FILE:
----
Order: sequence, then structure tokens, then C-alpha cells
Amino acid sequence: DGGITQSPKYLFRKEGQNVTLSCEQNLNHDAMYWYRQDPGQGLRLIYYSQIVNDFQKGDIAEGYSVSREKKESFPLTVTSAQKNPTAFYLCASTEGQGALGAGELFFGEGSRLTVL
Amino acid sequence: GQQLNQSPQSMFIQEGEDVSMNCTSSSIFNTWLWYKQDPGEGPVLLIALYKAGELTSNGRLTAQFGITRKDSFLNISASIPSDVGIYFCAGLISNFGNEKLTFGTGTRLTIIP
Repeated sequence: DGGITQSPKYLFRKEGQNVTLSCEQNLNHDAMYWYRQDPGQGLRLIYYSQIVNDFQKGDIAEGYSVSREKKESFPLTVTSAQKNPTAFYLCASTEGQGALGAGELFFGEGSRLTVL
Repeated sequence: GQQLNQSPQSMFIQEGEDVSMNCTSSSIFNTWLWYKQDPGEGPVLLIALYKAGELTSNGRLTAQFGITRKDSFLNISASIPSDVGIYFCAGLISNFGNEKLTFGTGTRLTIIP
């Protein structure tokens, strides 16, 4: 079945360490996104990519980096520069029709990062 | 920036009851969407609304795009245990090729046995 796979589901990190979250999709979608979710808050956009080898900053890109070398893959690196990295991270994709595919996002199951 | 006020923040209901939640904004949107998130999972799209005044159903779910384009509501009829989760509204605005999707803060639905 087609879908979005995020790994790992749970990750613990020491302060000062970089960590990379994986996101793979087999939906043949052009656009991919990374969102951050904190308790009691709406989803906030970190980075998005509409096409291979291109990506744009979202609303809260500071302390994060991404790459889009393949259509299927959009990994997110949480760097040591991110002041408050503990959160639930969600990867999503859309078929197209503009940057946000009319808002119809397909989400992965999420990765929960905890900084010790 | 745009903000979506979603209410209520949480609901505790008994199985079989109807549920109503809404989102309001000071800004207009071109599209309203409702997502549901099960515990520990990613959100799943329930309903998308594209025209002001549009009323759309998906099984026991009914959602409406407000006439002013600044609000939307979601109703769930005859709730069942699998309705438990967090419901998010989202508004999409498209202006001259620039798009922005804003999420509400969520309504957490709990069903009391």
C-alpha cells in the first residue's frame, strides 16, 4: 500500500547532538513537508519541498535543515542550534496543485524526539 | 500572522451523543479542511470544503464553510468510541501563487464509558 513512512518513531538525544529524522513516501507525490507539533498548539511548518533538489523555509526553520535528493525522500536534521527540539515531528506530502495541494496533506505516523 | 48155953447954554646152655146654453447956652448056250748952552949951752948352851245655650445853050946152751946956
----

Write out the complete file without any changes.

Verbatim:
Order: sequence, then structure tokens, then C-alpha cells
Amino acid sequence: DGGITQSPKYLFRKEGQNVTLSCEQNLNHDAMYWYRQDPGQGLRLIYYSQIVNDFQKGDIAEGYSVSREKKESFPLTVTSAQKNPTAFYLCASTEGQGALGAGELFFGEGSRLTVL
Amino acid sequence: GQQLNQSPQSMFIQEGEDVSMNCTSSSIFNTWLWYKQDPGEGPVLLIALYKAGELTSNGRLTAQFGITRKDSFLNISASIPSDVGIYFCAGLISNFGNEKLTFGTGTRLTIIP
Repeated sequence: DGGITQSPKYLFRKEGQNVTLSCEQNLNHDAMYWYRQDPGQGLRLIYYSQIVNDFQKGDIAEGYSVSREKKESFPLTVTSAQKNPTAFYLCASTEGQGALGAGELFFGEGSRLTVL
Repeated sequence: GQQLNQSPQSMFIQEGEDVSMNCTSSSIFNTWLWYKQDPGEGPVLLIALYKAGELTSNGRLTAQFGITRKDSFLNISASIPSDVGIYFCAGLISNFGNEKLTFGTGTRLTIIP
């Protein structure tokens, strides 16, 4: 079945360490996104990519980096520069029709990062 | 920036009851969407609304795009245990090729046995 796979589901990190979250999709979608979710808050956009080898900053890109070398893959690196990295991270994709595919996002199951 | 006020923040209901939640904004949107998130999972799209005044159903779910384009509501009829989760509204605005999707803060639905 087609879908979005995020790994790992749970990750613990020491302060000062970089960590990379994986996101793979087999939906043949052009656009991919990374969102951050904190308790009691709406989803906030970190980075998005509409096409291979291109990506744009979202609303809260500071302390994060991404790459889009393949259509299927959009990994997110949480760097040591991110002041408050503990959160639930969600990867999503859309078929197209503009940057946000009319808002119809397909989400992965999420990765929960905890900084010790 | 745009903000979506979603209410209520949480609901505790008994199985079989109807549920109503809404989102309001000071800004207009071109599209309203409702997502549901099960515990520990990613959100799943329930309903998308594209025209002001549009009323759309998906099984026991009914959602409406407000006439002013600044609000939307979601109703769930005859709730069942699998309705438990967090419901998010989202508004999409498209202006001259620039798009922005804003999420509400969520309504957490709990069903009391």
C-alpha cells in the first residue's frame, strides 16, 4: 500500500547532538513537508519541498535543515542550534496543485524526539 | 500572522451523543479542511470544503464553510468510541501563487464509558 513512512518513531538525544529524522513516501507525490507539533498548539511548518533538489523555509526553520535528493525522500536534521527540539515531528506530502495541494496533506505516523 | 48155953447954554646152655146654453447956652448056250748952552949951752948352851245655650445853050946152751946956